A failed attempt to buy high-growth businesses from GlaxoSmithKline has upset the Fundsmith owner. There’s also plenty going on at mid-caps Premier Foods and Superdry.
A new attack by top Unilever (LSE:ULVR) shareholder Terry Smith describing this week's £50 billion M&A action as a “near-death experience” kept up pressure on boss Alan Jope today.
Even though Unilever's chief executive last night pledged not to improve his offer for the consumer healthcare arm of GlaxoSmithKline (LSE:GSK), shares are still 6% below where they were before Monday's confirmation of a bid.
Fundsmith founder Smith urged management to focus on improving the existing Marmite-to-Dove soap business rather than targeting big acquisitions.
In a letter seen today by the Financial Times, he told investors: “It now appears that Unilever’s attempt to purchase the GSK consumer business is now thankfully dead rather than the value of our investment in Unilever.”
The criticism echoes comments made last week when Smith said management were focusing too much on burnishing Unilever's sustainability credentials. Jope will have an opportunity to redress the balance when Unilever publishes annual results on 10 February.
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But analysts at UBS said the bid exposed “structural challenges” that they fear may stand in the way of multi-year targets for 3-5% underlying sales growth alongside margin expansion.
They described the failure to land Glaxo's consumer healthcare arm as a “double whammy” because it deprived Unilever of owning a large, higher margin business and postponed its own disposal of lower growth brands and businesses.
UBS has a “sell” recommendation on Unilever, with the Swiss bank favouring London-listed Nurofen and Air Wick firm Reckitt Benckiser (LSE:RKT).
Berenberg agrees after today raising its price target on Reckitt to 7,525p and lowering Unilever by 300p to 4,100p. Unilever shares were today 20p higher at 3,695p, while GlaxoSmithKline fell 25.4p to 1,641p as it presses ahead with plans to spin-off the Pfizer-backed consumer healthcare venture, which owns brands including Panadol and Aquafresh.
Other widely held stocks under pressure today included BP (LSE:BP.) and Royal Dutch Shell (LSE:RDSB) as this week's oil price rally ran out of steam. Royal Mail (LSE:RMG) also fell 2.5%, but the biggest decline came from Lloyds Banking Group (LSE:LLOY) as its recent recovery skidded to a halt with a decline of 3% or 1.7p to 52.2p. NatWest (LSE:NWG) eased 5.9p to 243.7p.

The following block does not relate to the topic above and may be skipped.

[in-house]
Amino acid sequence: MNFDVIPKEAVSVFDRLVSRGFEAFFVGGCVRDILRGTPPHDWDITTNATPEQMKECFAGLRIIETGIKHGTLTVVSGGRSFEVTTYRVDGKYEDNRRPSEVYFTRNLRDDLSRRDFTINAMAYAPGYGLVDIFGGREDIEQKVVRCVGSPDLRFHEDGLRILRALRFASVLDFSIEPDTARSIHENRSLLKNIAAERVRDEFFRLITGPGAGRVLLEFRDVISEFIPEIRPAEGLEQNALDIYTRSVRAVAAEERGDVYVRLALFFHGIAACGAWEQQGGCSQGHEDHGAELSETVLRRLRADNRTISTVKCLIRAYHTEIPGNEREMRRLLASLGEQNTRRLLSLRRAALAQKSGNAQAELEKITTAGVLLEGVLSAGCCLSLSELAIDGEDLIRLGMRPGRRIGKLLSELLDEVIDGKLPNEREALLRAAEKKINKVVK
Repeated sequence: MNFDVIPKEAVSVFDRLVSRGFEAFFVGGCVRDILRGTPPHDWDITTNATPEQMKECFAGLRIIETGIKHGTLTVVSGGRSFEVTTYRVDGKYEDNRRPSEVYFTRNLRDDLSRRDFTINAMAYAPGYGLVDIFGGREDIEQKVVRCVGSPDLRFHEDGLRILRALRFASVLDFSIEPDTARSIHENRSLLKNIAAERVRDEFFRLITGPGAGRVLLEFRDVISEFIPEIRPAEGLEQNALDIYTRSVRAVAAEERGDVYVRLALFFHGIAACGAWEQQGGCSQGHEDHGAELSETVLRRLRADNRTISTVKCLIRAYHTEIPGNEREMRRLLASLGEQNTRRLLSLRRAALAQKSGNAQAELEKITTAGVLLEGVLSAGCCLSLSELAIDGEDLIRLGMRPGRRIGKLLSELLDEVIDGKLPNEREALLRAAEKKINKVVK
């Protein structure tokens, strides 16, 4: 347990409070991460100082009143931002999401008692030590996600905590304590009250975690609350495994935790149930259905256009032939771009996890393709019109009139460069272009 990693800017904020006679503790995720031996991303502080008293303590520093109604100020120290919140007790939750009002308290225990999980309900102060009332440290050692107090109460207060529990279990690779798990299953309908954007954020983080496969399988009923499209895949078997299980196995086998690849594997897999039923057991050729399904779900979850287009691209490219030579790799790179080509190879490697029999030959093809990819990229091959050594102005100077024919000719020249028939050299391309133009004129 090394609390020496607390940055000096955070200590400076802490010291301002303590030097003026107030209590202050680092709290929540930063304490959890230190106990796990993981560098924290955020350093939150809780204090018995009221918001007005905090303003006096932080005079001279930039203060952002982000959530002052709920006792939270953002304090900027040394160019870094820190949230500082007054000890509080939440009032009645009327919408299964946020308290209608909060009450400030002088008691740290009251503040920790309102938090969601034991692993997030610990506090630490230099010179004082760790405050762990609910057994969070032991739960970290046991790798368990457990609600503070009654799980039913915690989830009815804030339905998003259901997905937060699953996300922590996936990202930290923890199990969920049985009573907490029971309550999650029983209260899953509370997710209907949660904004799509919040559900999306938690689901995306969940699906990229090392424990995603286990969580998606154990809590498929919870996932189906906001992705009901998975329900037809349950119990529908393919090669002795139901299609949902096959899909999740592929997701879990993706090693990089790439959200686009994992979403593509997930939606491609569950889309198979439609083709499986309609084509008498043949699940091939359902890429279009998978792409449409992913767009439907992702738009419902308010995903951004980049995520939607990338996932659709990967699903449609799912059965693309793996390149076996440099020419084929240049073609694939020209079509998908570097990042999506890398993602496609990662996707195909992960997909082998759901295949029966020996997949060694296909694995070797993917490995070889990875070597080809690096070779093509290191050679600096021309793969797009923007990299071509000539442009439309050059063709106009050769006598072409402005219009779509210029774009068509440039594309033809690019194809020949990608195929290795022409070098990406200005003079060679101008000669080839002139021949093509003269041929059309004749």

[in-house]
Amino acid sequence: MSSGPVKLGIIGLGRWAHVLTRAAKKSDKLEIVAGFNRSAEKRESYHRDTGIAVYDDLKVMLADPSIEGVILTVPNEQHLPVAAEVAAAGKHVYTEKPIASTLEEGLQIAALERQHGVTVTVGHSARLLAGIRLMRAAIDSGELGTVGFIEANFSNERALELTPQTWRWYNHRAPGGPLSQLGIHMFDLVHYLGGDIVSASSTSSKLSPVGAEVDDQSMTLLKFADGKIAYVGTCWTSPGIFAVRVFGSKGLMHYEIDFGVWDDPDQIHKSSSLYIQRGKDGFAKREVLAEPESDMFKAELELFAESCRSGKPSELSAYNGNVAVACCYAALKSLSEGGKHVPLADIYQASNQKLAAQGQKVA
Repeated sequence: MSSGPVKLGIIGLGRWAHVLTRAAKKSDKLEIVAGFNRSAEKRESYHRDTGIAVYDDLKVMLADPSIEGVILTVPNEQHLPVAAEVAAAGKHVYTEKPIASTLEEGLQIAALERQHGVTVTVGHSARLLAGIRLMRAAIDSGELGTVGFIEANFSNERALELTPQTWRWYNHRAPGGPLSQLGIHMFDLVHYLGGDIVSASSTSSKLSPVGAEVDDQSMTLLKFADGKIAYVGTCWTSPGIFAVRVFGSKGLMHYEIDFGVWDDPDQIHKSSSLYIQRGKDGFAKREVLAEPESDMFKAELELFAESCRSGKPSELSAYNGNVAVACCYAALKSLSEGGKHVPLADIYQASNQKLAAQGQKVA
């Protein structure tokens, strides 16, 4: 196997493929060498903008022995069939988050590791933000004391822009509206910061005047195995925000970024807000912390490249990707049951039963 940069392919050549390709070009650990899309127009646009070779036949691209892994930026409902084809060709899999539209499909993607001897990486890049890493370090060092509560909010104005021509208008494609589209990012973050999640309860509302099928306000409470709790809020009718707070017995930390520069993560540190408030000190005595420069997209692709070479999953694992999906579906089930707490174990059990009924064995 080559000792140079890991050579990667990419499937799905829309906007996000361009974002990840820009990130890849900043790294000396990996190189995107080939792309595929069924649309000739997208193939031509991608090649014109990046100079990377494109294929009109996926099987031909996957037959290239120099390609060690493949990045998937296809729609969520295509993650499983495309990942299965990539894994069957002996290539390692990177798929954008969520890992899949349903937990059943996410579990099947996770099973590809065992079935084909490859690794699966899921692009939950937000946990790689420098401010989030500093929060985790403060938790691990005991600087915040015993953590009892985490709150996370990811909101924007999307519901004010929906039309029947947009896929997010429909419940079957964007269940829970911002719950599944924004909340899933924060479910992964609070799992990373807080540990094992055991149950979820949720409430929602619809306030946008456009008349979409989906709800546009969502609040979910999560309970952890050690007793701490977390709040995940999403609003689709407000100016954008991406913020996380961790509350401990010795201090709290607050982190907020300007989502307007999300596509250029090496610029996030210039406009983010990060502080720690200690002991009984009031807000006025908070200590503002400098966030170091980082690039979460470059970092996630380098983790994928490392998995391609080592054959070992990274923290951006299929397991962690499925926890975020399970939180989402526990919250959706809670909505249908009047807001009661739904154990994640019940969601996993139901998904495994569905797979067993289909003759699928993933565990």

In the FTSE 250 index, shares in Premier Foods (LSE:PFD) jumped 7% after it upgraded expectations for 2021/22 adjusted profits to at least £125 million following a strong Christmas quarter. This figure would represent growth of 8.4% on last year, despite tough pandemic-era comparatives and a rising cost environment.
Jefferies said the beat by the Bisto and Mr Kipling firm was its seventh quarter in a row and a further signal of Premier's rising quality. At a price of less than 10 times earnings, it predicted Premier will attract “new friends” in a market pivoting to value.
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Shares rose 7.4p to 117.4p but Jefferies has a price target of 130p and Peel Hunt is at 145p.
The stock was below 20p at the start of the pandemic, but capitalised on the stay-at-home cooking trends to retire expensive debt and then ramp up investment.
House broker Shore Capital said: “Premier is a stock that has been remarkably successful for shareholders since the start of 2020. We sense that the magnitude of the appreciation has meant that some shareholders feel that the equity story has travelled and arrived.
“However, we beg to differ. Rarely have we seen a Premier Foods management team so confident in its capabilities and excited about its prospects.”
Superdry is not as far as Premier Foods on the recovery path, but co-founder and chief executive Julian Dunkerton is pleased with strategic progress after narrowing half-year losses today.
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Highlights included a 12 percentage-point increase in the full-price sales mix, which helped to drive the gross margin up by 3.5 points year-on-year. The new management team has just presented its first autumn/winter range and opened a flagship store in London's Oxford Street.
Dunkerton expects to deliver on current full-year expectations, but shares fell 24p to 225p on fears over the ongoing impact of inflationary pressures. Peel Hunt has a price target of 375p and believes the Superdry (LSE:SDRY) brand is “alive and well” with steadily increasing traction going into spring/summer as Covid restrictions ease.
The broker said a valuation of 5.2 times 2023 underlying earnings was “materially” below the medium-term potential of the business.
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